PubMed Abstract | CrossRef Full Text | Google Scholar

Shou, G., and Ding, L. (2015). Detection of EEG spatial-spectral-temporal signatures of errors: a comparative study of ICA-based and channel-based methods. Brain Topogr. 28, 47–61. doi: 10.1007/s10548-014-0397-z

PubMed Abstract | CrossRef Full Text | Google Scholar

Simmonds, D. J., Pekar, J. J., and Mostofsky, S. H. (2008). Meta-analysis of Go/No-go tasks demonstrating that fMRI activation associated with response inhibition is task-dependent. Neuropsychologia 46, 224–232. doi: 10.1016/j.neuropsychologia.2007.07.015

PubMed Abstract | CrossRef Full Text

Slotnick, S. D., Schwarzbach, J., and Yantis, S. (2003). Attentional inhibition of visual processing in human striate and extrastriate cortex. Neuroimage 19, 1602–1611. doi: 10.1016/s1053-8119(03)00187-3

PubMed Abstract | CrossRef Full Text | Google Scholar

Smith, A. T., Singh, K. D., and Greenlee, M. W. (2000). Attentional suppression of activity in the human visual cortex. Neuroreport 11, 271–278. doi: 10.1097/00001756-200002070-00010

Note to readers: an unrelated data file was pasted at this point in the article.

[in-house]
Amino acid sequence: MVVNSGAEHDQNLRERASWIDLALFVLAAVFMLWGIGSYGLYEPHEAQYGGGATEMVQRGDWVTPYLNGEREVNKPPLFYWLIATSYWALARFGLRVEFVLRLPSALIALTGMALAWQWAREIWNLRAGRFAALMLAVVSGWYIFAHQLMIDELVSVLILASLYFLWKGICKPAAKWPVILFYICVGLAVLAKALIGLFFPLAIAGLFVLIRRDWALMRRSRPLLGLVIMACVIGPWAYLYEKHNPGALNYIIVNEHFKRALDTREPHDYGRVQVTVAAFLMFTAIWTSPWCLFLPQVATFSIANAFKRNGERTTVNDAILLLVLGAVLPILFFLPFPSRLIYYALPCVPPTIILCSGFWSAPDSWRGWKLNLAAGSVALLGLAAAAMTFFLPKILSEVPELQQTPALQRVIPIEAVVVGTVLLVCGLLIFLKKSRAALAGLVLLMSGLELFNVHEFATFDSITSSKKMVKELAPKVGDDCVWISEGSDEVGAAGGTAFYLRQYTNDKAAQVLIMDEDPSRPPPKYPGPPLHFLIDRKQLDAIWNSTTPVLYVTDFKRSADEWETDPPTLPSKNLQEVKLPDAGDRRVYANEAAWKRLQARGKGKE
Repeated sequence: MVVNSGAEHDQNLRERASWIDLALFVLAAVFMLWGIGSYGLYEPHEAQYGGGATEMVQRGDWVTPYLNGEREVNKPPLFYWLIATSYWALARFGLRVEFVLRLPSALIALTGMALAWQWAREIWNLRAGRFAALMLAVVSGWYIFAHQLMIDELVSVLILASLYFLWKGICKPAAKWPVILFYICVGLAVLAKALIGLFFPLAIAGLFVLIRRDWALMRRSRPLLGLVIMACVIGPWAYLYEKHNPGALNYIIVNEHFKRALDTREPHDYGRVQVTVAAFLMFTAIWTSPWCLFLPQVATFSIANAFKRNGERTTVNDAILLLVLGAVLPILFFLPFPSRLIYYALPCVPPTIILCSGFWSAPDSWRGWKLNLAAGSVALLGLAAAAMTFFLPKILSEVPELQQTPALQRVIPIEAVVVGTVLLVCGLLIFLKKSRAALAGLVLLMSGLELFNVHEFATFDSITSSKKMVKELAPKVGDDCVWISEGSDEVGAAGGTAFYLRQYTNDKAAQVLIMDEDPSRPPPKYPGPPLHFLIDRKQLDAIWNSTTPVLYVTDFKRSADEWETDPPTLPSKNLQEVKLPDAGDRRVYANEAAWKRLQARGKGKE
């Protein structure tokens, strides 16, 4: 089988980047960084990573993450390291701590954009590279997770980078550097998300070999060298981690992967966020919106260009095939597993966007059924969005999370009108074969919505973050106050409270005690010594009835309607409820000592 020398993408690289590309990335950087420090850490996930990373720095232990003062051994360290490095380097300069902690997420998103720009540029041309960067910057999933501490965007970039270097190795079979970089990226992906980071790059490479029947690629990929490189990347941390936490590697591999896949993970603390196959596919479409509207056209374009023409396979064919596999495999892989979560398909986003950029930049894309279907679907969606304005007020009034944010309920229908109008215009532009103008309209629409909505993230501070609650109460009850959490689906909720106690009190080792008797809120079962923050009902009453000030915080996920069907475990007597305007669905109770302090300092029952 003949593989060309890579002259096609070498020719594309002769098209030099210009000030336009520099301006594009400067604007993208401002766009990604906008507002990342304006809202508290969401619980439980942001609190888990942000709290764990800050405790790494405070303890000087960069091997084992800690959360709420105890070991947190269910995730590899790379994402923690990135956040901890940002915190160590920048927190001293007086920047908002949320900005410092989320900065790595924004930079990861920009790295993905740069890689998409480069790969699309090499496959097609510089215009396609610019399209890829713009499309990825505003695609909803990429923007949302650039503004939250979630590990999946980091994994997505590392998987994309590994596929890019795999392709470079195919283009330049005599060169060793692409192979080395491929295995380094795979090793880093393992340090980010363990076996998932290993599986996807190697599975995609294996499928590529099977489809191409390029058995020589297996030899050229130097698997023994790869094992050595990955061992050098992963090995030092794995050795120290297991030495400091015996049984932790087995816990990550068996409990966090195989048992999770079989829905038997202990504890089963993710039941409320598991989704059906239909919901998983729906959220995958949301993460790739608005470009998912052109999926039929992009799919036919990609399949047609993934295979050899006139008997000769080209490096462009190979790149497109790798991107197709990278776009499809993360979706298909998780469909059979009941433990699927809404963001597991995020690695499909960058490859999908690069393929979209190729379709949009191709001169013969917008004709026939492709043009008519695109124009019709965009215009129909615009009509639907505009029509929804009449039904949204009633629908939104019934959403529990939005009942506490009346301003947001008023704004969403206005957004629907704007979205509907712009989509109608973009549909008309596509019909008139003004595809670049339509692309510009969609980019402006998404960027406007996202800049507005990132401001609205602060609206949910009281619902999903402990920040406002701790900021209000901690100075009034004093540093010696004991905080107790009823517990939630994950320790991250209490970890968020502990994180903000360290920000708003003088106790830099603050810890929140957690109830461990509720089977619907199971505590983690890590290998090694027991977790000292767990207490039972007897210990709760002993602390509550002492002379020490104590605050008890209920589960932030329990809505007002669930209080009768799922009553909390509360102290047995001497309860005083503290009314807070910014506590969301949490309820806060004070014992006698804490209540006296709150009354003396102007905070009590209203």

PubMed Abstract | CrossRef Full Text | Google Scholar

Swann, N. C., Cai, W., Conner, C. R., Pieters, T. A., Claffey, M. P., George, J. S., et al. (2012). Roles for the pre-supplementary motor area and the right inferior frontal gyrus in stopping action: electrophysiological responses and functional and structural connectivity. Neuroimage 59, 2860–2870. doi: 10.1016/j.neuroimage.2011.09.049

PubMed Abstract | CrossRef Full Text | Google Scholar

Swick, D., Ashley, V., and Turken, U. (2011). Are the neural correlates of stopping and not going identical? Quantitative meta-analysis of two response inhibition tasks. Neuroimage 56, 1655–1665. doi: 10.1016/j.neuroimage.2011.02.070

PubMed Abstract | CrossRef Full Text | Google Scholar

Van Essen, D. C., Drury, H. A., Dickson, J., Harwell, J., Hanlon, D., and Anderson, C. H. (2001). An integrated software suite for surface-based analyses of cerebral cortex. J. Am. Med. Inform. Assoc. 8, 443–459. doi: 10.1136/jamia.2001.0080443